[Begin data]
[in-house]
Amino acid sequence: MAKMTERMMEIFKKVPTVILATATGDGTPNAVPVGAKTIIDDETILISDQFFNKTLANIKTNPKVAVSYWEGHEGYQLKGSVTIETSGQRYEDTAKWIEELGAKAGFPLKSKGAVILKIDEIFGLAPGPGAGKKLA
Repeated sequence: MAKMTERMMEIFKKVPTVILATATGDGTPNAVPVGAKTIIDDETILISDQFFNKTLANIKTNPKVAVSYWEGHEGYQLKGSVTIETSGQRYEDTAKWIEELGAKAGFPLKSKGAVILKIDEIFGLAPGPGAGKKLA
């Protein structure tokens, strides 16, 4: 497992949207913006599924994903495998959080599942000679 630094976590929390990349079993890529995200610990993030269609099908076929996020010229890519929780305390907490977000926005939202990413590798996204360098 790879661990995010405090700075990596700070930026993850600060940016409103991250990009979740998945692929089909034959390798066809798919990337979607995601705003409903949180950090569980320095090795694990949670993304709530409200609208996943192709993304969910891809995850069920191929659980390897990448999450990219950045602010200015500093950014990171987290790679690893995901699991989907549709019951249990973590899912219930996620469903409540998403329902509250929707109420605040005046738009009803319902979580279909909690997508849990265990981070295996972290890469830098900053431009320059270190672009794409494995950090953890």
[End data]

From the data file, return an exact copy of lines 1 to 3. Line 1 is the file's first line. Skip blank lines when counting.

[in-house]
Amino acid sequence: MAKMTERMMEIFKKVPTVILATATGDGTPNAVPVGAKTIIDDETILISDQFFNKTLANIKTNPKVAVSYWEGHEGYQLKGSVTIETSGQRYEDTAKWIEELGAKAGFPLKSKGAVILKIDEIFGLAPGPGAGKKLA
Repeated sequence: MAKMTERMMEIFKKVPTVILATATGDGTPNAVPVGAKTIIDDETILISDQFFNKTLANIKTNPKVAVSYWEGHEGYQLKGSVTIETSGQRYEDTAKWIEELGAKAGFPLKSKGAVILKIDEIFGLAPGPGAGKKLA